Research Network volunteers and researchers

Dementia research isn’t just for researchers: John and Colman's stories

This year, we are celebrating 20 years of our Research Network. Our volunteers – who all have a personal experience of dementia – have helped us to decide which research we fund and partnered with researchers across the UK.

There are thousands of people across the UK with an experience of dementia, whether living with the condition or as a carer.

As a Research Network volunteer, you can use your experience to ensure our dementia research tackles the issues that could transform lives.

Making big changes 

For the past 20 years, our dedicated Research Network volunteers have been making a huge impact.

In the early 2000s, 25 per cent of people with dementia were prescribed antipsychotics. But research showed these drugs weren’t effective and in fact could have harmful side effects. 

Our Research Network volunteers worked with researchers from King’s College London to make a real change. Together, they brought this major health issue to the forefront of the political agenda. They worked with the Department of Health to create a best practice guide, now widely used nationally and internationally.

Since then, there has been a 60 per cent reduction in the prescribing of antipsychotic drugs for people with dementia.

John's story

In research, collaboration is key. Each of our research projects is supported by a volunteer with a personal experience of dementia.

John Lanyon is a Research Network volunteer who cared for his mother. He was partnered Katrina Moore, an Alzheimer’s Society funded PhD student.

John was also the co-founder of KareInn, a company that develops technology to improve care in elderly care homes.

Katrina has developed an innovative smartphone app to diagnose frontotemporal dementia at the very earliest stages, and John was able to support her brilliant research.

Katrina’s research could take us a step closer to a new treatment for dementia. If we can identify people with the condition long before any symptoms appear then perhaps treatments will be more effective.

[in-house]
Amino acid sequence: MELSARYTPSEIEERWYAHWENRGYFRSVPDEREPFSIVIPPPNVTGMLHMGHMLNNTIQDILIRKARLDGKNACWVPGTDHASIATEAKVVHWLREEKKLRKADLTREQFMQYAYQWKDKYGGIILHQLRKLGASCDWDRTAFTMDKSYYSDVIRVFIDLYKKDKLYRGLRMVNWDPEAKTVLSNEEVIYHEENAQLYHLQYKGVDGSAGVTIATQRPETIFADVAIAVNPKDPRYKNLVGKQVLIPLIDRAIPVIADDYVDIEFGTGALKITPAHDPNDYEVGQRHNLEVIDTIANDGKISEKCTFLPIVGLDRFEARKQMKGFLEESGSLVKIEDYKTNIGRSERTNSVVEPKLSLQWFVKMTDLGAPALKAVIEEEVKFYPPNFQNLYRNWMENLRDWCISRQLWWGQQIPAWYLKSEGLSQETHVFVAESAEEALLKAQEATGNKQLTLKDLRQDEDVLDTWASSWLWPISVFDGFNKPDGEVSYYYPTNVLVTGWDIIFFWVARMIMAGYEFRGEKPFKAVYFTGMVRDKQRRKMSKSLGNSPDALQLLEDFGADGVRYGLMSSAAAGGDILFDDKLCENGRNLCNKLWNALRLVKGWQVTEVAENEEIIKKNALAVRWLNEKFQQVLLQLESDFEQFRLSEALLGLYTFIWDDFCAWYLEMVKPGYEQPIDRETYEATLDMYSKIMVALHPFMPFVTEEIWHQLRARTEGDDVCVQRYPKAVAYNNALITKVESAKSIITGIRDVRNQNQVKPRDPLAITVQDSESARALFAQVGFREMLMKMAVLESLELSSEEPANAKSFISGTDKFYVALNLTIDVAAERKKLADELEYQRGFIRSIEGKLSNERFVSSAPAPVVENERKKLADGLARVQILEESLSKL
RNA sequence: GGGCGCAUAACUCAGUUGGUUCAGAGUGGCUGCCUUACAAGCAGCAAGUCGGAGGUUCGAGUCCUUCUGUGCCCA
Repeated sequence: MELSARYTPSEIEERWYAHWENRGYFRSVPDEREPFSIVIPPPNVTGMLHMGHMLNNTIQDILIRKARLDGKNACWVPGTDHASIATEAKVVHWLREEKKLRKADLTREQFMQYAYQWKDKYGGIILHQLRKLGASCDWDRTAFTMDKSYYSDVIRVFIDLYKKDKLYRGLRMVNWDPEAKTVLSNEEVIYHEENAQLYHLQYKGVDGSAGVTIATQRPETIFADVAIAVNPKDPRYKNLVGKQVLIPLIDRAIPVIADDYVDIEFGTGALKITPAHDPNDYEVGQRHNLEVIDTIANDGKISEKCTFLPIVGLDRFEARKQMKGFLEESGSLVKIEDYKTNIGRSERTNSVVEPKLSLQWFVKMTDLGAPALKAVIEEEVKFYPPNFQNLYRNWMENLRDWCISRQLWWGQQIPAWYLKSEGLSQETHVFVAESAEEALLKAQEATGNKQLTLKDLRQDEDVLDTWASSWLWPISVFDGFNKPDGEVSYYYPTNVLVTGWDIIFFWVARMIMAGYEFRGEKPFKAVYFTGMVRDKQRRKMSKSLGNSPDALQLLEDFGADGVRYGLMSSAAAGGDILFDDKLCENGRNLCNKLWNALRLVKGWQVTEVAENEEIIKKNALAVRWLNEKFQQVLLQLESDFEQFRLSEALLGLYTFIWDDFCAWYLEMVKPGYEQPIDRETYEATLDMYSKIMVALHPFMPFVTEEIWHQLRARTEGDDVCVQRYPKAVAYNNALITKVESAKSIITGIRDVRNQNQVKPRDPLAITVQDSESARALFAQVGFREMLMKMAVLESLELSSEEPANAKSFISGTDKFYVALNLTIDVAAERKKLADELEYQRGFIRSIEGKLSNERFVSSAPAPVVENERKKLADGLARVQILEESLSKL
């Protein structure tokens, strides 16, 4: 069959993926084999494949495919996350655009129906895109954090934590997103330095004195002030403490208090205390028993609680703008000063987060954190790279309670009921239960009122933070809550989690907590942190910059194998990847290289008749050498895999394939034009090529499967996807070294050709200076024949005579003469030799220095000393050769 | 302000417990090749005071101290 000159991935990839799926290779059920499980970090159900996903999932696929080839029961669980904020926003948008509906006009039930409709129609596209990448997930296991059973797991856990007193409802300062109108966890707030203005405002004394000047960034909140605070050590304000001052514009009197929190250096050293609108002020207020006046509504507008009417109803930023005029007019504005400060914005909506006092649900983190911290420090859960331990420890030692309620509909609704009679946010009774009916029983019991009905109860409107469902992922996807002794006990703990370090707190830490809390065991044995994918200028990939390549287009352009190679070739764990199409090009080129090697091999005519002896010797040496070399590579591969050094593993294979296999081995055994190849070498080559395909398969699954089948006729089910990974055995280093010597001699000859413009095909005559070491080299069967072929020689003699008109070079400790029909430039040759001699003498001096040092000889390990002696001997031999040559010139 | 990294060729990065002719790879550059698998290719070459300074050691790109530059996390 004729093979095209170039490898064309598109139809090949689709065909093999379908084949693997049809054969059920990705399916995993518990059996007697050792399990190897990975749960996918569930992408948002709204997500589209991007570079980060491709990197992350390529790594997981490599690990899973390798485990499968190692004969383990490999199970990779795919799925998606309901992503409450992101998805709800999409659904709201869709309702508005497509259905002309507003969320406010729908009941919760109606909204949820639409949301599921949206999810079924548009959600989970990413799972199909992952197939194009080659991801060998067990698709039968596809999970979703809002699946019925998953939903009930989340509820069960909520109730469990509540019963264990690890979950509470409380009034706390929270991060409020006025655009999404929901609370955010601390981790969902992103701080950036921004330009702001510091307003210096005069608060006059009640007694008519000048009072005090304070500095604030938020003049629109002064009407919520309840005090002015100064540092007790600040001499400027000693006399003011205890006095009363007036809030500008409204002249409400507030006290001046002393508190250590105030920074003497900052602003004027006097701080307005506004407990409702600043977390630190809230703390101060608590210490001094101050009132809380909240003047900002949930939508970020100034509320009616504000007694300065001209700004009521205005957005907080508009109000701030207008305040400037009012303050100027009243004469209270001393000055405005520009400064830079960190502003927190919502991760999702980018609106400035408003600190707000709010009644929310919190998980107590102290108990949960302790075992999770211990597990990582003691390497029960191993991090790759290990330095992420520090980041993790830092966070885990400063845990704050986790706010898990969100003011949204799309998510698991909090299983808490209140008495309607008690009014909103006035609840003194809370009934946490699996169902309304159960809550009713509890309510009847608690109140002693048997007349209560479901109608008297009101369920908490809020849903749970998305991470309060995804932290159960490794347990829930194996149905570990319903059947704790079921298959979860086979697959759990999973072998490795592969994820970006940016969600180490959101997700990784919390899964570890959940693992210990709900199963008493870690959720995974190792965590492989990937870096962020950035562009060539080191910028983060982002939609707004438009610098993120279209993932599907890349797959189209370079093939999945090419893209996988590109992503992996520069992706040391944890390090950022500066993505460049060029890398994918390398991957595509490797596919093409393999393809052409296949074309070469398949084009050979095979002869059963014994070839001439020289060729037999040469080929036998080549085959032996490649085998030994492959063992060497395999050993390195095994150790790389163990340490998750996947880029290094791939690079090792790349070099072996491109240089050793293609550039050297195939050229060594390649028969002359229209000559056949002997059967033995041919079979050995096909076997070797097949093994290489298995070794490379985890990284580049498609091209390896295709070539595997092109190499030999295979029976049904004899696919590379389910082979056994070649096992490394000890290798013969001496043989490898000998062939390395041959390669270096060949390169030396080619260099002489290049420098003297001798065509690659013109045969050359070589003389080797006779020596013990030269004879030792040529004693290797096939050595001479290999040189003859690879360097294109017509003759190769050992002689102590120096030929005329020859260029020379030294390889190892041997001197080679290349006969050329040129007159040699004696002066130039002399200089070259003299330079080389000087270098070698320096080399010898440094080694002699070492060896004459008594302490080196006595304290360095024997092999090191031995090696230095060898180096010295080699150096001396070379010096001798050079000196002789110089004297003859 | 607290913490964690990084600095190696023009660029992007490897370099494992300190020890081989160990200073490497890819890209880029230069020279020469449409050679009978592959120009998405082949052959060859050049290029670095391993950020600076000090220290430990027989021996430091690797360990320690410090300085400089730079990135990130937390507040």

Sharing personal experience of dementia and other skills and knowledge is invaluable to researchers, like Katrina, driving dementia research forward.

Colman’s story

Colman cared for his mother who lived with Alzheimer’s disease. He recently joined the Research Network to play his part in driving dementia research forward. 

'Researchers would normally apply for grants. You review and say exactly why you think it’s essential for them to fund that research.'

'Everyone has a role to play. There are people with dementia, or carers, family or friends.'

Colman has been supporting researchers based at University College London leading a programme to support people to reduce their risk of developing dementia by making lifestyle and behaviour changes.

As the number of people in the UK with dementia is set to rise to 1 million by 2021, it's essential we understand how best to prevent the condition.

Your experience is invaluable 

These are just a few stories from our Research Network volunteers about how they are supporting dementia research.

We’ve come a long way in 20 years, but there’s still a long way to go. We need to find a cure and make sure people with dementia get the care they need.

So, if you have a personal experience of dementia and want to transform the lives of everyone affected by dementia, unite with us and join our Research Network.
 

Become a Research Network volunteer

No qualifications or scientific knowledge is needed. If you have personal experience of dementia as a carer, former carer or person with dementia, you can help and support our research. Anyone over the age of 18 can sign up. 

Sign up today Email for details
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2 comments

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Do join us this year for our Memory Walk AT The British Ironworks at Oswestry let us walk together to walk towards a cure. Please can you ask your local members in Shropshire.

Join us for the Humber Bridge Memory Walk 29 Sept
Team Johnnie is gathering momentum and if we can all do our bit, we are helping to stamp our Dementia for future generations. Tku. Barbara

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